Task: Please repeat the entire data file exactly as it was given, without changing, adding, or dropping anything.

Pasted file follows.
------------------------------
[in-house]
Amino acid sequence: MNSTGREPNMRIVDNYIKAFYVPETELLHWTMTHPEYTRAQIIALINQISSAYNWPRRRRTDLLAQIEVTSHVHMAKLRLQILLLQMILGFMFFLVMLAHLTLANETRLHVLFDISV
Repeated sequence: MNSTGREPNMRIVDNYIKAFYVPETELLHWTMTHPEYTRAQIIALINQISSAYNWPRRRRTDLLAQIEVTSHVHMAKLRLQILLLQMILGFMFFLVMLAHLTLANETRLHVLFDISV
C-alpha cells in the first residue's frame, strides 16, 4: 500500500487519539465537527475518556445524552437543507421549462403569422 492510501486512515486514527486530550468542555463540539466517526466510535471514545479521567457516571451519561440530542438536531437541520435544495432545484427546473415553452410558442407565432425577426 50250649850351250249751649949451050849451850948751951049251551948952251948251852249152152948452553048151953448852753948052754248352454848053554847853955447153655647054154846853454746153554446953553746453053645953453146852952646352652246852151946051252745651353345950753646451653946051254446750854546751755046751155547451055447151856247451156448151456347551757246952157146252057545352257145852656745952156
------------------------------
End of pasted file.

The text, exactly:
[in-house]
Amino acid sequence: MNSTGREPNMRIVDNYIKAFYVPETELLHWTMTHPEYTRAQIIALINQISSAYNWPRRRRTDLLAQIEVTSHVHMAKLRLQILLLQMILGFMFFLVMLAHLTLANETRLHVLFDISV
Repeated sequence: MNSTGREPNMRIVDNYIKAFYVPETELLHWTMTHPEYTRAQIIALINQISSAYNWPRRRRTDLLAQIEVTSHVHMAKLRLQILLLQMILGFMFFLVMLAHLTLANETRLHVLFDISV
C-alpha cells in the first residue's frame, strides 16, 4: 500500500487519539465537527475518556445524552437543507421549462403569422 492510501486512515486514527486530550468542555463540539466517526466510535471514545479521567457516571451519561440530542438536531437541520435544495432545484427546473415553452410558442407565432425577426 50250649850351250249751649949451050849451850948751951049251551948952251948251852249152152948452553048151953448852753948052754248352454848053554847853955447153655647054154846853454746153554446953553746453053645953453146852952646352652246852151946051252745651353345950753646451653946051254446750854546751755046751155547451055447151856247451156448151456347551757246952157146252057545352257145852656745952156